The Art of Owning Up to Your Mistakes
NFL Commissioner Roger Goodell surprised a lot of people last week when he openly admitted to making a big mistake in the way his office responded to a domestic violence incident involving a player. Goodell’s actions could be a model for owning up to a failure.
Update: At around 3 p.m. today and in response to a disturbing video released overnight by pop culture website TMZ that shows Ray Rice hitting his then-fiancee, the Baltimore Ravens have terminated Rice’s contract. NFL Commissioner Roger Goodell also announced that Rice has been suspended indefinitely.
Everyone makes mistakes. It’s how you react to those mistakes and the steps you take to correct them that speak volumes. There may be no better example of that right now than National Football League Commissioner Roger Goodell.
Earlier this month, the NFL was widely criticized for its poor handling of a domestic violence case involving Ray Rice of the Baltimore Ravens. Rice, who was arrested after a February incident in which he allegedly struck his then-fiancee (now his wife), entered a pretrial diversion program for first-time offenders, and the charges against him were dropped. In July, the NFL imposed a two-game suspension on Rice—a penalty that was seen by many as far too lenient.
Goodell defended the decision at first but later admitted to making a mistake.
In an August 28 letter to the owners of the league’s 32 franchises, Goodell wrote, “My disciplinary decision led the public to question our sincerity, our commitment, and whether we understood the toll that domestic violence inflicts on so many families. I take responsibility both for the decision and for ensuring that our actions in the future properly reflect our values. I didn’t get it right.”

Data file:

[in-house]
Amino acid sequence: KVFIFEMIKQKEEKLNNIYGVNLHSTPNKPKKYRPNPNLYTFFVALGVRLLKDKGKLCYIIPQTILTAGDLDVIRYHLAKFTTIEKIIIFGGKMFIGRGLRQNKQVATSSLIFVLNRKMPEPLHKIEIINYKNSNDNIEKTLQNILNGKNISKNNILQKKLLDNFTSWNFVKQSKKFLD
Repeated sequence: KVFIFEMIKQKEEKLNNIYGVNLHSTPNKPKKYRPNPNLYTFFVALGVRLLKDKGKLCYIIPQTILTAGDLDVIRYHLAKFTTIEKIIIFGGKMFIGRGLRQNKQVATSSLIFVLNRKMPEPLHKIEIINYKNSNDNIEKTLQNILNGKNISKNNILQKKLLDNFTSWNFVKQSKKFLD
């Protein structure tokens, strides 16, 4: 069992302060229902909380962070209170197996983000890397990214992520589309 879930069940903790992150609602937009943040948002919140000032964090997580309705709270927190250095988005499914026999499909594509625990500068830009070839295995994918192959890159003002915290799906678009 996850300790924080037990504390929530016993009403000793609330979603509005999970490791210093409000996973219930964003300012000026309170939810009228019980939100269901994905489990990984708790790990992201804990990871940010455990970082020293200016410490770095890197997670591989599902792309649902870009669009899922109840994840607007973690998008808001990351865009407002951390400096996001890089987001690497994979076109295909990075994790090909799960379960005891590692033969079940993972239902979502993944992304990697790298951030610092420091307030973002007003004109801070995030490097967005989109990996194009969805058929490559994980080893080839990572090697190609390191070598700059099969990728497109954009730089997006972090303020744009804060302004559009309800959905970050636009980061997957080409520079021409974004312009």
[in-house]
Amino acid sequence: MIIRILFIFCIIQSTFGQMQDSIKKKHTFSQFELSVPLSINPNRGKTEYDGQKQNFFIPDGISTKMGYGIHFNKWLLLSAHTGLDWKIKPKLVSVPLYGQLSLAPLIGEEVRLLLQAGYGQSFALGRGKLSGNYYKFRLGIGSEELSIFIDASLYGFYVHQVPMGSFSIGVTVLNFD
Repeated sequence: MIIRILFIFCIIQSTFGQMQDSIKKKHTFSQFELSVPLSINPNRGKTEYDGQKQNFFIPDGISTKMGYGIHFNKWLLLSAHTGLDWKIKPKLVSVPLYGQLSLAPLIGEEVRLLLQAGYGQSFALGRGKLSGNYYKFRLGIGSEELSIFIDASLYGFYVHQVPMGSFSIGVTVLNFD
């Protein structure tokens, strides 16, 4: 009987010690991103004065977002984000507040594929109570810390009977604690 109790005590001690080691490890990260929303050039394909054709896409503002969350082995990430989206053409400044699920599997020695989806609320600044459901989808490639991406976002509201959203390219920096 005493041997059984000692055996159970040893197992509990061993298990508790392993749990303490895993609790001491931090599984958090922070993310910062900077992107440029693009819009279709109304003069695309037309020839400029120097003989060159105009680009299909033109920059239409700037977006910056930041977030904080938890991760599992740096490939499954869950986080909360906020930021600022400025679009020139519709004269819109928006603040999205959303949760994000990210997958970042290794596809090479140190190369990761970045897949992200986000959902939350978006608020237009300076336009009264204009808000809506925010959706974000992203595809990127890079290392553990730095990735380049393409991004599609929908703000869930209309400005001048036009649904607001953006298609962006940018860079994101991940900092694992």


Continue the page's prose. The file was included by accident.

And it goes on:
The letter outlined a new domestic violence policy for the league, including educational programs, services for at-risk families, and a minimum six-game suspension for a first offense.
From Mistake to Response
While the act of admitting a mistake or failure can be difficult for a leader, the feeling afterward is one Pat Nichols, president of Transition Leadership International, described as “liberating for both the individual and the organization.”
Such an admission frees the person who acknowledges the error from the need to conceal it and opens up the possibility for the organization to begin to respond to it, Nichols said.
“You want people to be able to say, ‘I’m wrong,’ and you want them to trust you to help sort it out so that they’re not carrying that burden alone,” he said.
But it takes time and practice for a leader to get comfortable admitting a mistake.
“The technique that I use as a CEO when something goes wrong on my watch is I try to take four times as much responsibility for it as I think is really my responsibility,” said Nichols. “We all tend to underestimate our own contributions to problems, so I’ve got to double my assessment just to get it right, and then I want to double it again in order to send the signal to the organization that it’s OK to make a mistake.”
And once the admission has been made, the next step is to shift the focus from the error to what the organization can learn from it and apply in the future, he said: “We all know that from our personal relationships. As long as we’re struggling with who owns the mistake, it’s so hard to get on to the next phase of the relationship.”
Perfecting the art of owning up to mistakes is crucial because of the environment in which we work, Nichols said.
“Old models get disrupted around us all the time,” he said, “and so living in a more experimental and rapidly changing world, we’ve got to create space for the failure so that people can quickly learn from their mistakes and move on to the next experiment.”
(Chip Somodevilla/Getty Images/Thinkstock)